What to Do with the Rest of Your Life: Awakening and Achieving Your Unspoken Dreams
This is a curious book. It looks like and is officially categorized as nonfiction, even featuring thirteen chapter-end "exercises" that walk readers through a very specific how-to process. But actually it is a contemporary, fictional narrative, telling the story of a middle-aged, dysfunctional couple living in Denver. Husband John Martin, unhappy with his employment, drinks too much and is estranged from his college-aged son. Wife Carol Martin thrives on jealousy, suspicion and criticism.
The book shouldn't be read as a novel (it doesn't work) but as an extended case study. In the introduction, Miller makes his purposes clear. "Whatever else you may learn by means of this fictional story, my point in writing the book is to illustrate life-changing processes, and what it takes to actually create new vocations or build significant businesses or professions --- and satisfying lives, in real time."
Miller further identifies "four objectives for the awakening of your unspoken dreams and the transformational journey toward achieving them." His list? "1. to discover and define clearly some of your specific options and dreams that awaken your passion to achieve them"; "2. to explore the feasibility of these dreams…"; "3. to commit to accomplish the dream…"; "4. to address personal and relationship problems and questions of meaning that arise…"
The process orientation and case-study tone is evident in chapter titles, for example, "The Alchemy of Transforming Dreams into Concrete Goals," A Daily Interpersonal Communication Process," "Evicting Ancient Father Feelings," and "Discovering Denied Personal Defects."
As for the narrative: In opening chapters, John Martin's stress-related heart trouble prompts him to take a few weeks of R&R in Switzerland, where he --- suddenly awaking with chest pains --- meets Dr. Charles Magie, "the only physician on the mountain." The much older Magie prescribes Zantac and Valium, befriends the foreigner, and invites him to his home study for conversation. So begins a cross-continent Magie-Martin family counseling-mentoring relationship that rather quickly changes John's career path and, over the next ten years, transforms the dynamics of his family.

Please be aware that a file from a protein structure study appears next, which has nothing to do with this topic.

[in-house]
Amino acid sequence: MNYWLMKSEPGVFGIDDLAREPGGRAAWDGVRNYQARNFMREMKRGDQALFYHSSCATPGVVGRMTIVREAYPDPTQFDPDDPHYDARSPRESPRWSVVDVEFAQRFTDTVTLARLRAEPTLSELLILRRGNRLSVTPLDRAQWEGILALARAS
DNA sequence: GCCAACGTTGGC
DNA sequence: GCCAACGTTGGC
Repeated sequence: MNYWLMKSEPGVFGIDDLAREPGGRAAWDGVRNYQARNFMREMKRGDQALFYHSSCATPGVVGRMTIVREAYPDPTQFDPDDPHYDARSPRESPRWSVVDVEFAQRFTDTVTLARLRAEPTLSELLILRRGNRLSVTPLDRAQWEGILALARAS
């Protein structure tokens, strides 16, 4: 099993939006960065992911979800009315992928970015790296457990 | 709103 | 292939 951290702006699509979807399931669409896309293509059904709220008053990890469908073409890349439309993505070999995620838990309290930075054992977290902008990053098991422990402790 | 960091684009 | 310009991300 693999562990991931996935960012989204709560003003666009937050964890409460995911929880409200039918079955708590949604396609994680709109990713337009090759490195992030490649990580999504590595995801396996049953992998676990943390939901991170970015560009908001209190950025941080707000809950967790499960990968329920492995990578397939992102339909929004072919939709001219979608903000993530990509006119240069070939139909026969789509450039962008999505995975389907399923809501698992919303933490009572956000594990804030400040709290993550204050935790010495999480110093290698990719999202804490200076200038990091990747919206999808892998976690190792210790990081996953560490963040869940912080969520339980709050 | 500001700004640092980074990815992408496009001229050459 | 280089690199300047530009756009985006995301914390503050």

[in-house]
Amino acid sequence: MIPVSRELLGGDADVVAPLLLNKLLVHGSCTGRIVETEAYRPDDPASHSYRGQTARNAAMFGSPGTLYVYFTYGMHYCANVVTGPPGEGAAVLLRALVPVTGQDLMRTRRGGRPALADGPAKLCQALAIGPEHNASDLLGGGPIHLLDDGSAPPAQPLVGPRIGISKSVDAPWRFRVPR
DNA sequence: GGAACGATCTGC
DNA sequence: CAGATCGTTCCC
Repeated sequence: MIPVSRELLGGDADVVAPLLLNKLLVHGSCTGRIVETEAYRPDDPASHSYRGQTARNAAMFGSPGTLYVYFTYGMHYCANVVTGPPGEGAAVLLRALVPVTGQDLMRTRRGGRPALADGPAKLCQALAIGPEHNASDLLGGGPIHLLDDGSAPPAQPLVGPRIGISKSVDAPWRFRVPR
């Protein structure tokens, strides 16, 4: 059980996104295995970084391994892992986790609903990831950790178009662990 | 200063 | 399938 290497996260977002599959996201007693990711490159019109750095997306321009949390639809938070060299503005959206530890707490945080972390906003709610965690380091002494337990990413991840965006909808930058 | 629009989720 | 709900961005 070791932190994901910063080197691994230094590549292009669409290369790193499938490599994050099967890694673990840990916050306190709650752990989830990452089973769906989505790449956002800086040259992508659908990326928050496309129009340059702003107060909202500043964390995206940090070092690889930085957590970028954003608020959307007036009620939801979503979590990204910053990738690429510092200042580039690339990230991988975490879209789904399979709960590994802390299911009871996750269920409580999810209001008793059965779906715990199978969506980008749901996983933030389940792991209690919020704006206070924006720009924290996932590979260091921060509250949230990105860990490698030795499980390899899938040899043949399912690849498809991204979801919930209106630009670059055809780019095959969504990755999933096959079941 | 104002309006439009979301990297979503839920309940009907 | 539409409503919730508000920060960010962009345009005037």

The plot line includes some ugly relational twists, sometimes followed by many pages of therapeutic conversation between one or both of the Martins and Magie. These conversations, and even some between John and Carol themselves, are replete with psychological terms. "This room was just filled with a message from your inner wisdom, Carol, about how your dream search together might provide the personal nurturance you missed as a child."
Blatantly religious elements of Magie's counseling aren't evident until the last third of the book (starting in chapter 31: "Is There Any Help Out There? A Probe"), and then Magie's --- or Miller's --- presentation of the Christian faith will disappoint conservative believers. (There's no mention of atonement for sin; there's a strong emphasis on surrender of control to God, along the lines of principles of Alcoholics Anonymous.)
At the end of the book there is a page-long "autobiographical word" by Miller, whose first book, THE TASTE OF NEW WINE, sold phenomenally in the 1970s. His own journey since feels germane to this WHAT TO DO WITH THE REST OF YOUR LIFE theme. Traveling, speaking, earning graduate degrees in theology and counseling --- "The pressure of all the attention and material success (I'd prayed for) was too much for me to handle. I began to drink too much and had what we Americans call a full-blown midlife crisis." His marriage ended. He sought treatment. He entered a "desert experience" that would last fifteen years. Now remarried, he and writer-wife Andrea are "enjoying life on the edge of the adventure of faith" --- which is where we also leave characters John and Carol Martin.
Reviewed by Evelyn Bence on November 13, 2011